Mosher became a founding board member. “We serve a very underserved community,” he says. “When you talk about a grieving child, you’re talking about a person who’s angry, confused, sad, alone. They feel nobody understands them. Those kids grow up faster than they need to.”
“For years, I was looking for some way to make sense of it,” Wickliff says of his father’s death. “Then I heard about Judi’s House and got involved.”
Within a year, Judi’s House was providing its first grief support groups to children and caregivers in a house at 1600 St. Paul Street. Word spread. By 2005, in response to overwhelming growth and demand for its services, Judi’s House needed more room.
They found it in a house in the City Park West neighborhood at 1741 Gaylord Street. Before buying it they invited 50 people to a fundraiser. Griese spoke, and then, for the first time in his life, Mosher publicly related the impact losing his father had on him. “It was very cathartic,” he says. “I give Brian a lot of credit for helping me. We’ve all supported each other. We were able to talk about it.”
“We raised $585,000 from 50 people,” Wickliff says. “It was absolutely mindboggling.”
“We have very generous, perpetual supporters,” Griese says. And they have the right connections. For example, when the house needed construction done to bring up to code, Mosher got the Hensel Phelps contracting firm to donate its services.
“Anytime someone gets involved, they stay involved,” Griese says. “John is way involved. He’s a superhero. What’s unique about him and Bill is that they roll up their sleeves. They both have loss. It’s a completely different level of commitment, emotion and time because they’ve lived it.”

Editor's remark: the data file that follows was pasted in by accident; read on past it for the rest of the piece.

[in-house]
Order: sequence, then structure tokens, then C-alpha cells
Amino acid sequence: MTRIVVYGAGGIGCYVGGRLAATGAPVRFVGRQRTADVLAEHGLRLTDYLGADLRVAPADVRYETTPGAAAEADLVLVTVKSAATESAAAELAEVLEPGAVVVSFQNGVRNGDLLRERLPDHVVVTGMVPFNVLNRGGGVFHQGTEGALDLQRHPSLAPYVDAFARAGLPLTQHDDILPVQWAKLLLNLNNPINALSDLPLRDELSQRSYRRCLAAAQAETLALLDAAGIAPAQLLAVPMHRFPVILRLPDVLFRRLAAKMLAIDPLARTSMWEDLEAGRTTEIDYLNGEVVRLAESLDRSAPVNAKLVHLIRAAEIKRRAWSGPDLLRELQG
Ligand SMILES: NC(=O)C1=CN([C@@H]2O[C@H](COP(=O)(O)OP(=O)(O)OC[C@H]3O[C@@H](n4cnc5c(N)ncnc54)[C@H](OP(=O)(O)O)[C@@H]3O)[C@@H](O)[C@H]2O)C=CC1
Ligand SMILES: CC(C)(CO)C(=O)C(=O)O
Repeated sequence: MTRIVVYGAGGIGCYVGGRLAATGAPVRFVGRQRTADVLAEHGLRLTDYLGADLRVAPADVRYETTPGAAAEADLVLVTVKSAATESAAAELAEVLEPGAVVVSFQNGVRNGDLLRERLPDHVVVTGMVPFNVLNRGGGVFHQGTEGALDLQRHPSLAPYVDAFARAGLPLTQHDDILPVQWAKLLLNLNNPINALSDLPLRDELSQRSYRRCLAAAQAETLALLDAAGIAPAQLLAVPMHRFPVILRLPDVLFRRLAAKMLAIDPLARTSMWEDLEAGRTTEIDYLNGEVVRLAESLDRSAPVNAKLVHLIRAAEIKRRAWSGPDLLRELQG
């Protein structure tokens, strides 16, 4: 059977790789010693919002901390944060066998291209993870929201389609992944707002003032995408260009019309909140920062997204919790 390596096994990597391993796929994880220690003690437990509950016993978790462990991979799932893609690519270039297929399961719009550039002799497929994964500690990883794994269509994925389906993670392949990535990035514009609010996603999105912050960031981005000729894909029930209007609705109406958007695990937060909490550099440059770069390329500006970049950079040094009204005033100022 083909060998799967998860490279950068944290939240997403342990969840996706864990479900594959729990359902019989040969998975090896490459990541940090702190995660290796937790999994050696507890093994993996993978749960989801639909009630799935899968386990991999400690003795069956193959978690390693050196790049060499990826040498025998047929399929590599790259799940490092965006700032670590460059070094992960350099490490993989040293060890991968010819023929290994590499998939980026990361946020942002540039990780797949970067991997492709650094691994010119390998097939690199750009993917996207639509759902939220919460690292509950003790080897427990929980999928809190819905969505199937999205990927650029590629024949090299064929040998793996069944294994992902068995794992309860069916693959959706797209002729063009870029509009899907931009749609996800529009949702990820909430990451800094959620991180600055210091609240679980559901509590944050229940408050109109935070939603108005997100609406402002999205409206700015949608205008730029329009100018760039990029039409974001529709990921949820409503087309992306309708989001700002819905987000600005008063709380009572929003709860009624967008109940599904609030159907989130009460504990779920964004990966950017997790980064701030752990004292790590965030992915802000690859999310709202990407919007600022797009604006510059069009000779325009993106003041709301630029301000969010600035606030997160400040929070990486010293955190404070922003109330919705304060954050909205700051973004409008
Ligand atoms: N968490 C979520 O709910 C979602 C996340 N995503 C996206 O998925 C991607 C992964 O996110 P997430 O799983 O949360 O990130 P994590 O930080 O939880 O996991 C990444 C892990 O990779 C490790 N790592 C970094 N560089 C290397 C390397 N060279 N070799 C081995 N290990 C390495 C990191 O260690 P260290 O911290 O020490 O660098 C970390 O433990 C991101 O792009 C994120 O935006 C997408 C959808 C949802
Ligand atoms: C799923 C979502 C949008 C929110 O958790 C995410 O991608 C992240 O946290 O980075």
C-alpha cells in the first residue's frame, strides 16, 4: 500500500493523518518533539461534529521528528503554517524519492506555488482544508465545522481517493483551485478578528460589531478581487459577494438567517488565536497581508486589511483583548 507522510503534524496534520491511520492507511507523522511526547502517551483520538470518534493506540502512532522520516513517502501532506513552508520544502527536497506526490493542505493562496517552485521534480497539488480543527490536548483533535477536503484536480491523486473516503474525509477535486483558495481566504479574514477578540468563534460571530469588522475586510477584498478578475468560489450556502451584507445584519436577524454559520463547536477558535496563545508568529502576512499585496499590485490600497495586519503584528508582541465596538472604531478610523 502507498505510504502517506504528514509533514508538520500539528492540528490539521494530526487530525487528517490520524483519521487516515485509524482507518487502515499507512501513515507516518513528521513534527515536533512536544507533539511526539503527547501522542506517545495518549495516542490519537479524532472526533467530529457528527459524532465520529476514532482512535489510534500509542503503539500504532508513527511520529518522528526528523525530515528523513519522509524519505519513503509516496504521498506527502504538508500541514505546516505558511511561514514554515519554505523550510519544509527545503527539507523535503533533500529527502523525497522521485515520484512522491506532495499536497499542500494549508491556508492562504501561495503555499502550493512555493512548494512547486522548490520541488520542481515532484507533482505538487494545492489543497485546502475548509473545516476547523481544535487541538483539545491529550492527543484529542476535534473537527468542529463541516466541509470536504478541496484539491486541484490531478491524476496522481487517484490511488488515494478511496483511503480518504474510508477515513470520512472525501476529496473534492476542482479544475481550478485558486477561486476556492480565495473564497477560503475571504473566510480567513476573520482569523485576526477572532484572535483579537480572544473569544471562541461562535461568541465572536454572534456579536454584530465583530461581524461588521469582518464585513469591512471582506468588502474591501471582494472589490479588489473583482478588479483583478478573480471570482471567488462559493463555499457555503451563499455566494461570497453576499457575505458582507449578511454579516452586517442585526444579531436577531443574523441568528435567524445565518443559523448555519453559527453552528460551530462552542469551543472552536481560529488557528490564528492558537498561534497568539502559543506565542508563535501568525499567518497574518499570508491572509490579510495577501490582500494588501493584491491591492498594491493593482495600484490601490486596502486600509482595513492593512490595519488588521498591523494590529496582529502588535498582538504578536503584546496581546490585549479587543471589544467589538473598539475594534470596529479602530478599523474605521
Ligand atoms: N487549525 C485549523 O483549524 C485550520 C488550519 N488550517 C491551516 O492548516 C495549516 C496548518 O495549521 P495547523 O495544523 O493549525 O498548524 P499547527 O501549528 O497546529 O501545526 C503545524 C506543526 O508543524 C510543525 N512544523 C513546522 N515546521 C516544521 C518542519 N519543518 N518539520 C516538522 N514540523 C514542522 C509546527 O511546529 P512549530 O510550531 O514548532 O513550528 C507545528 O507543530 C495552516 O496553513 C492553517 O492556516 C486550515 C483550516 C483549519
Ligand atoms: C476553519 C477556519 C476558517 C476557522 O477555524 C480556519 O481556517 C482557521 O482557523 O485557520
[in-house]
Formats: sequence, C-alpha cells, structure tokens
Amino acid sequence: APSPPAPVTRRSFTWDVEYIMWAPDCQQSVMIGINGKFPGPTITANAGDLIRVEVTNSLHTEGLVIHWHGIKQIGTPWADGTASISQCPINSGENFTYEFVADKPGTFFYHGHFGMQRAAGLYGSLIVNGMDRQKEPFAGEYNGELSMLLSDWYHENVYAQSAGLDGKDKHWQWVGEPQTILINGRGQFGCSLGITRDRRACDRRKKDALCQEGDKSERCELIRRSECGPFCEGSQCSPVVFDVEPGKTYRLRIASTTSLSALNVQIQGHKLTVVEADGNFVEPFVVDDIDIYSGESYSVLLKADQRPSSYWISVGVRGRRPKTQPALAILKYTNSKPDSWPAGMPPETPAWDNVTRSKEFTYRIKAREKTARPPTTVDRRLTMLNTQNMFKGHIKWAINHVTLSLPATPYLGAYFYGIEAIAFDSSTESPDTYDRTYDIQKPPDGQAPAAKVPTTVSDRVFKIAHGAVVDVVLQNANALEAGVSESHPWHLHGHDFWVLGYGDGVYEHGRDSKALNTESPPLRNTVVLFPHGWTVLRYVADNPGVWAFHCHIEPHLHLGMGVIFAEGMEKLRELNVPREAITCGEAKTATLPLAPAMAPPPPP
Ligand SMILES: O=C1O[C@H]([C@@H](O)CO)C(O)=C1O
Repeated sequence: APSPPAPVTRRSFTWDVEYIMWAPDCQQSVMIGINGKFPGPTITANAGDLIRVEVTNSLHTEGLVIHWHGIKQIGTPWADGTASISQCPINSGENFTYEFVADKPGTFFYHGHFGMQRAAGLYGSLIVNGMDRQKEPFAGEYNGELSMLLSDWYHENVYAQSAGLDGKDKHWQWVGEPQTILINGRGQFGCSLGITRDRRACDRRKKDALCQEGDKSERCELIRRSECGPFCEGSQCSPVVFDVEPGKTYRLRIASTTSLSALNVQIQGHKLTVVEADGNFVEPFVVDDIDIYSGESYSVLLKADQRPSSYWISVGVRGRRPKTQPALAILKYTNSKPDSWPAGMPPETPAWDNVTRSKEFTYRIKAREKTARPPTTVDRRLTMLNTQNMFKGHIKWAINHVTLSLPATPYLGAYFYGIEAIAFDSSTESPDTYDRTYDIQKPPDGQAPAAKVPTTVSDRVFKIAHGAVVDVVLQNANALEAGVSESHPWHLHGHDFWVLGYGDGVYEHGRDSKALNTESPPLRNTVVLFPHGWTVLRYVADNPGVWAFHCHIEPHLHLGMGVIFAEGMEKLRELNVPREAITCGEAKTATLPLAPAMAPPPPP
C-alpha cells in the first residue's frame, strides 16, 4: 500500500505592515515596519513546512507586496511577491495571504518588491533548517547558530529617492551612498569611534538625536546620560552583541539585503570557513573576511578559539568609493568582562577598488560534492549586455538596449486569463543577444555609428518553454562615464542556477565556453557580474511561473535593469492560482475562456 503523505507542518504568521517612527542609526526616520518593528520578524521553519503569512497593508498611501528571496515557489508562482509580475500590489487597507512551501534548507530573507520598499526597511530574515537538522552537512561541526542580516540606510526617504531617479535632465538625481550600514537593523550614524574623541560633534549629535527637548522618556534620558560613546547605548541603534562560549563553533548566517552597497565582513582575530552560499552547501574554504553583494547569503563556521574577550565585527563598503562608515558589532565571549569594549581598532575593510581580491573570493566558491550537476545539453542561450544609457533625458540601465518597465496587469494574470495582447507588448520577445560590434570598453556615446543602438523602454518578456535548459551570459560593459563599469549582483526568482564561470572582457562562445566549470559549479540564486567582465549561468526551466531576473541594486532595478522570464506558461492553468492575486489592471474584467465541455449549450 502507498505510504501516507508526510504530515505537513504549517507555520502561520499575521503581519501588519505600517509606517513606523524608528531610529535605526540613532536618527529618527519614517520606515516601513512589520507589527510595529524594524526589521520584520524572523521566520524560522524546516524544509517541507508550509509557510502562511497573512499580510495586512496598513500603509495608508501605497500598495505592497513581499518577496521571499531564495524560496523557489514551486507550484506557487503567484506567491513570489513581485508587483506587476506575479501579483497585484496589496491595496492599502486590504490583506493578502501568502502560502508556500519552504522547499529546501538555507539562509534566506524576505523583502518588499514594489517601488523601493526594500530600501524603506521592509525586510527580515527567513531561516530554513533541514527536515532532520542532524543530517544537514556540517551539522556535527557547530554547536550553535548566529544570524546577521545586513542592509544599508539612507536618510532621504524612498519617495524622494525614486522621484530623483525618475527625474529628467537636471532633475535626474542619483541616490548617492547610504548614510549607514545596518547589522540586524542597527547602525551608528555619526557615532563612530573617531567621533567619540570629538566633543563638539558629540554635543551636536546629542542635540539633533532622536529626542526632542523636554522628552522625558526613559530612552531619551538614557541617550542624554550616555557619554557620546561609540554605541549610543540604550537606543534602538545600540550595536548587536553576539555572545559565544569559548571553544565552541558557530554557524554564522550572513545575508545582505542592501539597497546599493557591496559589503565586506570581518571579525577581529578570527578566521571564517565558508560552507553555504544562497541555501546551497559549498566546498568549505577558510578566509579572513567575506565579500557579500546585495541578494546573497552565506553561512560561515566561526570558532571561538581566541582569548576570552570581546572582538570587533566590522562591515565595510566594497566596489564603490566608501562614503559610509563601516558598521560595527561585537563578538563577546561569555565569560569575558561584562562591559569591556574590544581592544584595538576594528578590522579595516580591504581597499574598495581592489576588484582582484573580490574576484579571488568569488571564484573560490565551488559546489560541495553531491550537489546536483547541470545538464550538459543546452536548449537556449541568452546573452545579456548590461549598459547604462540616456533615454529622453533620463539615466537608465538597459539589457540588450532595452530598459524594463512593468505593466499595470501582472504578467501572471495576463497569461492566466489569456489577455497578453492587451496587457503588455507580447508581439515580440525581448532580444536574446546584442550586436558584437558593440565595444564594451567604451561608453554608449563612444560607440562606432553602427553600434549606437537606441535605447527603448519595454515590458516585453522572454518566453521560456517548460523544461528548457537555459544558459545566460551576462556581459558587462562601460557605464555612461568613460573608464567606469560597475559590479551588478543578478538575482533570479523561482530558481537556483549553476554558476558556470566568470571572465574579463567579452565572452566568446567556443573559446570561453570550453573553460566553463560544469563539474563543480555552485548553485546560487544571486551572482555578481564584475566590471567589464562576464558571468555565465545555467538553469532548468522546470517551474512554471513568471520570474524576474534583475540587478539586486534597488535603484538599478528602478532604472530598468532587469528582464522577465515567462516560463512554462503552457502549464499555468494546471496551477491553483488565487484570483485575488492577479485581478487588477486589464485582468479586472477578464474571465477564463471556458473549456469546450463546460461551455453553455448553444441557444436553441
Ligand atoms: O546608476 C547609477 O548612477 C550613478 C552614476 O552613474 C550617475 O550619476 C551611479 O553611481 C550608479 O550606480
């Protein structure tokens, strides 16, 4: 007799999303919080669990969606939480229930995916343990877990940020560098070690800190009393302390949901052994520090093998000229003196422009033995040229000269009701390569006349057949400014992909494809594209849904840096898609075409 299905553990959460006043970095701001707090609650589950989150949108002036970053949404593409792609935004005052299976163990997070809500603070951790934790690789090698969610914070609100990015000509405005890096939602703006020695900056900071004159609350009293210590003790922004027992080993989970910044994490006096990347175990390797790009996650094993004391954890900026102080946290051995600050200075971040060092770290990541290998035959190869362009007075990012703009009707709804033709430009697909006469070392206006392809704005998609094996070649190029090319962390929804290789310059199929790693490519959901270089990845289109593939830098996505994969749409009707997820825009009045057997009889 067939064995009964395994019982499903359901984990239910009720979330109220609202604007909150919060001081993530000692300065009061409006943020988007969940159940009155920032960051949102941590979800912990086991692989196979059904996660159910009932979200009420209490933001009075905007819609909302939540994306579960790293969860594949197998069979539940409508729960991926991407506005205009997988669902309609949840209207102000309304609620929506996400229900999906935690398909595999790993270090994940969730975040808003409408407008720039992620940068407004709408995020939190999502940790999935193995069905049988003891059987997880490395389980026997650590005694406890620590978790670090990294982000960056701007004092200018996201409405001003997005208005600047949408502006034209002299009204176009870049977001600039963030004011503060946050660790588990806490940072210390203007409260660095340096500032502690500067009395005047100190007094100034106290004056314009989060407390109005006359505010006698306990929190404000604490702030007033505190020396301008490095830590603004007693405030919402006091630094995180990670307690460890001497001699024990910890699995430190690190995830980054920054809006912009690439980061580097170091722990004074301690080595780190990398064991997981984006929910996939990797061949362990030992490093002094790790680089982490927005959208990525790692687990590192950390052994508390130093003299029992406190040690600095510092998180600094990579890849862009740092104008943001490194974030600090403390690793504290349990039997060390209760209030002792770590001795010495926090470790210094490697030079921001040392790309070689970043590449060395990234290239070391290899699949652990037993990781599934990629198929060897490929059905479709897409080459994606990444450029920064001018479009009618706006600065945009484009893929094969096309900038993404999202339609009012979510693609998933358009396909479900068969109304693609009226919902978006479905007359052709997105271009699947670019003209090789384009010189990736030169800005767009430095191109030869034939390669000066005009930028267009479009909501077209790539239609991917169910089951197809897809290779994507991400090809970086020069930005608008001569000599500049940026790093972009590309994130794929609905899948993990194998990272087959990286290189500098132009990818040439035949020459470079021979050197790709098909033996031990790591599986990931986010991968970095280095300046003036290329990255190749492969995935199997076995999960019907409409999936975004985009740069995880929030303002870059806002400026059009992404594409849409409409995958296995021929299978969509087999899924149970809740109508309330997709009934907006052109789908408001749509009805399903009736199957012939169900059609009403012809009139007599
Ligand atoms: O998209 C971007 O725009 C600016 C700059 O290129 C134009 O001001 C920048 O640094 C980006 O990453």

Griese lived it too. Still does. “My son is eight, a year older than I was when my mother was diagnosed,” he says as we walk the 13th fairway at Cherry Hills. “I think about that. And my daughter turns 12 next year—my age when my mother died. She was 44. I’m 42. Things can change in an instant. It’s why what we do is so important to us.”
In addition to being the mother of those children, Brian’s wife, Dr. Brook Griese, serves as the executive director of Judi’s House. A clinical psychologist specializing in childhood trauma and loss, she has become as much the driving force of the organization as her husband has. “Brook is the first call people make when a family with children has a death,” Brian says. “We’re on the map in such a big way.”
Funded solely by donors, to date Judi’s House has served more than 8,500 children and caregivers/family members. It has hosted national symposiums on children’s grief support, partnered with the University of Colorado on large-scale research initiatives, established school-based grief counseling groups at more than 80 Denver-area schools and partnered with the Boys and Girls Clubs of Metro Denver to provide grief education and onsite counseling groups. Excluding volunteers, more than 30 people—including clinicians, counselors and administrators—work for Judi’s House.
“But there’s only so much a brick-and-mortar facility can do,” Brian says. “There are 30,000 people in the Denver area alone who need our help.”
To expand the ways in which they can meet the need, the Grieses established the JAG (Judith Ann Griese) Institute to increase research, training and technology initiatives aimed at creating a Comprehensive Grief Care Network in the Denver area and beyond. “We have PhDs on staff and unique, evidence-based knowledge to share with clinicians,” Brian says. “We can train them how to specialize in bereavement and connect with kids at schools.”